For the listeners who don’t own rental properties, I’ll tell you. Usually it comes back to the actual asset and the neighborhood, because let’s face it, good tenants want to be in good houses in good neighborhoods. If I look at my personal experiences, usually the heartaches and the headaches could be tied back to a marginal location with a marginal house.

Mike: Yeah. I could see that. Awesome. Well, let’s shift gears a little bit here. First off, any other comments, anything we didn’t talk about that you want to point out in terms of making sure you rehab a rental to make sure it kind of stands the test of time?

Zack: I would just say we’ve had a lot of success with flooring in common areas. We’ve tried to completely eliminate carpet from the equation. There’s a great product on the market called Allure. It’s distributed by Home Depot. We’ve been putting Allure in living rooms and dining rooms and kitchens and bathrooms, very durable product and it’s worked really well. There are some great finishes for a nice aesthetic look.

But I’d say don’t pinch pennies when it comes to rehabbing for rentals. Use durable products, sustainable products, energy efficient products and think about the long-term occupancy of that tenant and what you can do to keep that tenant in that home for the longest period of time. Mike, as you know, one of the biggest expenses with rental properties is turnover.

Mike: Absolutely.

Zack: If you can avoid those turnover expenses or at least minimize those turnover expenses by providing an energy efficient home to your tenants, it will go a long way.

Mike: Yeah. On the materials too, when you consider that I don’t know, you could see flooring as a good example. You’re going to know this number off the top of your head better than me, but a significant portion of the cost of that flooring is the installation of it. The more you spend a little more on a product that’s more durable, the installation is the same price.

Zack: Exactly. You’re exactly right. You hit the nail on the head.

Mike: Yeah. Awesome. So let’s shift gears here and let’s talk about networking. I know you’ve built kind of a mastermind group with landlords that want community, that want to talk about issues. And stuff and then ultimately, I don’t know if this is even necessarily your intention ultimately, but ultimately you end up finding customers to buy your houses. I talk a lot about networking and building relationships with people and trying to maintain those relationships over a long period of time.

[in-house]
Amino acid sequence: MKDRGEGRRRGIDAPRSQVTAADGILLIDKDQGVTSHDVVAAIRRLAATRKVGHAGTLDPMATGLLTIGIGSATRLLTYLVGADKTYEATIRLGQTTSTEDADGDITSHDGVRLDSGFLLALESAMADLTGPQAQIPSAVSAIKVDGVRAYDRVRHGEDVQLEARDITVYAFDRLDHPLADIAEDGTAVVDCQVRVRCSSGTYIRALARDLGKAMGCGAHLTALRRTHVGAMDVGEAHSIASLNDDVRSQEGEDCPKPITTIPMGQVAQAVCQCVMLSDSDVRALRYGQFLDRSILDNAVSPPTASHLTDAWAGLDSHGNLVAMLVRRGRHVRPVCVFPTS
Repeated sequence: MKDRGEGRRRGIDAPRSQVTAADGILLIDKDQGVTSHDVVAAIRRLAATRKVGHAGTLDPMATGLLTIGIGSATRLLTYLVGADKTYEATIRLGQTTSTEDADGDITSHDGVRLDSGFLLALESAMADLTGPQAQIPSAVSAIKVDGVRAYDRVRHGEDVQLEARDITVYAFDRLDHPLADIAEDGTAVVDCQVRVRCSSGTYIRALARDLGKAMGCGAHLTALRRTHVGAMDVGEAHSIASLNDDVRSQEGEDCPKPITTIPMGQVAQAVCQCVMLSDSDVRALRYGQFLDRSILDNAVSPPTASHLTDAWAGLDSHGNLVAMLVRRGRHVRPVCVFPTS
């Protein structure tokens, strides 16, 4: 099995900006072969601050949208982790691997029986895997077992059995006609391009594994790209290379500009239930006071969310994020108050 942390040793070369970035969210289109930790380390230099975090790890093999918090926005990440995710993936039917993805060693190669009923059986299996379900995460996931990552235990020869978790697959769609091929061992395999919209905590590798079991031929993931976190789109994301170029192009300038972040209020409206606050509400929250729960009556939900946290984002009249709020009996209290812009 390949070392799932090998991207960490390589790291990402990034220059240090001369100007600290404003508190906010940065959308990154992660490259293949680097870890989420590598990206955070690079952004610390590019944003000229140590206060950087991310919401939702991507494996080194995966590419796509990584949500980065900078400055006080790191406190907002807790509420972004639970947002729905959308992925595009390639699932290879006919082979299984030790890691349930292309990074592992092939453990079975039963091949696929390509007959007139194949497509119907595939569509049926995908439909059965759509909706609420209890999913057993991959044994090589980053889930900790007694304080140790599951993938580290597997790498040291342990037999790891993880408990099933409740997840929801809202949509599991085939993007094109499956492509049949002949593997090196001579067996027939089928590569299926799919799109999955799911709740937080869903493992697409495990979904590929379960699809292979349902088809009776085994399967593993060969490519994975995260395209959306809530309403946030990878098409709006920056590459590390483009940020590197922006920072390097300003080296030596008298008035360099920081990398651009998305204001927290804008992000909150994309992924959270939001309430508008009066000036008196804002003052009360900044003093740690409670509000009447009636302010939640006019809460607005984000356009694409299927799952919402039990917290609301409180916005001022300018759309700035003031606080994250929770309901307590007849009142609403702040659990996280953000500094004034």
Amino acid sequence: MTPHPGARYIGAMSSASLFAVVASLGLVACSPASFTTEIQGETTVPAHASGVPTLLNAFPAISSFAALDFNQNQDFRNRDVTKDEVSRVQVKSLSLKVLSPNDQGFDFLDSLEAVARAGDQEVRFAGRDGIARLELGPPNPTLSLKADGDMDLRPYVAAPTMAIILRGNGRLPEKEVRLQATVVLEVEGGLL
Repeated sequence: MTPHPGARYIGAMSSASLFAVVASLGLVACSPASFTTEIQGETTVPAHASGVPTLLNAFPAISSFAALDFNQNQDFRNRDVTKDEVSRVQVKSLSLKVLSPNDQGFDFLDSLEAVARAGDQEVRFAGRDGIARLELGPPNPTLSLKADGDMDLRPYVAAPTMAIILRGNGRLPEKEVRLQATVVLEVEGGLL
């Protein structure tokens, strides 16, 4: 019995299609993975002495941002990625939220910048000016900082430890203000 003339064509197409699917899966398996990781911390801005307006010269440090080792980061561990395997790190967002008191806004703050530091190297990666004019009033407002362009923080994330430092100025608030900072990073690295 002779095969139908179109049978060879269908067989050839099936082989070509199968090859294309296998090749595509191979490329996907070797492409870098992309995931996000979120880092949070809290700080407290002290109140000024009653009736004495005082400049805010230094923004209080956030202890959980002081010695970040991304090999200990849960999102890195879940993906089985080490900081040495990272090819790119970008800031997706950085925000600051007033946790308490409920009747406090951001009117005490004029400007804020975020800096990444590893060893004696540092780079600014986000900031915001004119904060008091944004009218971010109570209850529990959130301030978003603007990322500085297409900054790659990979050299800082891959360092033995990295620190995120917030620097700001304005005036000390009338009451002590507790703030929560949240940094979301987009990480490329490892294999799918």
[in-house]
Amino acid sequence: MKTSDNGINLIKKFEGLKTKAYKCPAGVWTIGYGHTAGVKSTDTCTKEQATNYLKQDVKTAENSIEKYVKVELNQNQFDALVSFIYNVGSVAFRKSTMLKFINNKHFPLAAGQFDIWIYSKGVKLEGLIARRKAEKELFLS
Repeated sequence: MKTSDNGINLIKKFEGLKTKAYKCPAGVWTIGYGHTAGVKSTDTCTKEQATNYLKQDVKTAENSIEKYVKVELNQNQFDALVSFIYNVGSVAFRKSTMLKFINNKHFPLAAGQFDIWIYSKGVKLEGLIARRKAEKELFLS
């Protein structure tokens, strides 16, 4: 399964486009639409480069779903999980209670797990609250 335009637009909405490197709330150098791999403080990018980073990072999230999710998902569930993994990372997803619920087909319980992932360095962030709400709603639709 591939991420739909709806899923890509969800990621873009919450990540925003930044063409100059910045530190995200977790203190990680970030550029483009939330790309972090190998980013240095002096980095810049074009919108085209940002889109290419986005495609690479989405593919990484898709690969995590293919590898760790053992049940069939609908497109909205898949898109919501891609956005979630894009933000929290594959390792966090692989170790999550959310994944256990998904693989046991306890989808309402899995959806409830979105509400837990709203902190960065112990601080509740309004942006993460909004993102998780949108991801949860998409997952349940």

Having been in this business for a number of years now myself, I have relationships that are coming back around in ways that I never expected. But I kind of went into it saying, “I’m going to meet people. I’m going to always do my best to serve somebody right. I’m going to educate and I’m going to do those things.”

Stuff will come back around. I know you’re seeing that. I think a lot of people tend to be more transactional, like, I want to go meet somebody to see if they can do this for me or whatever. I think if you’re doing that, you’re kind of cutting yourself off to a lot of opportunity. Go ahead and share your thoughts.

Zack: Yeah. I think that’s the whole philosophy, Mike, of you get what you give. So we did start a local real estate club here. We started it really with the landlord mentality in mind. We’ve essentially attracted every type of investor, wholesalers, rehabbers, you name it. They’re probably part of our club here in the Central Pennsylvania region.

What I’ve found early on is we do not charge any money for membership to our club. It really takes a lot of time and energy to create interesting, you know, you do this podcast. It takes a lot of time to create interesting, timely and relevant content. But I’ve made it my mission in life to truly be completely transparent with what we’re doing, how we’re doing it, what successes and failures we’re experiencing and sharing that information.

We don’t do one meeting a month. We actually do two meetings a month. One is based on analyzing deals. The other is based on a general real estate investing topic. Each one of those meetings either myself or my partner or a guest speaker is coming in and we are absolutely delivering the greatest content we have available to us at that given time.

I’ve got to tell you, there’s not a meeting that goes by that we don’t deliver content that we’ve got 10, 15, 20 people at the end of the meeting waiting to talk to us, begging in some cases to do business with us. It’s just really amazing what happens when you provide . . . let’s face it, Mike, there is a lot of crap out there from an education standpoint, a lot of pie in the sky, a lot of people who are teaching but not actually doing. There’s something to be said when you’re standing up in front of a group of 100 people who know you are actually investing in real estate daily.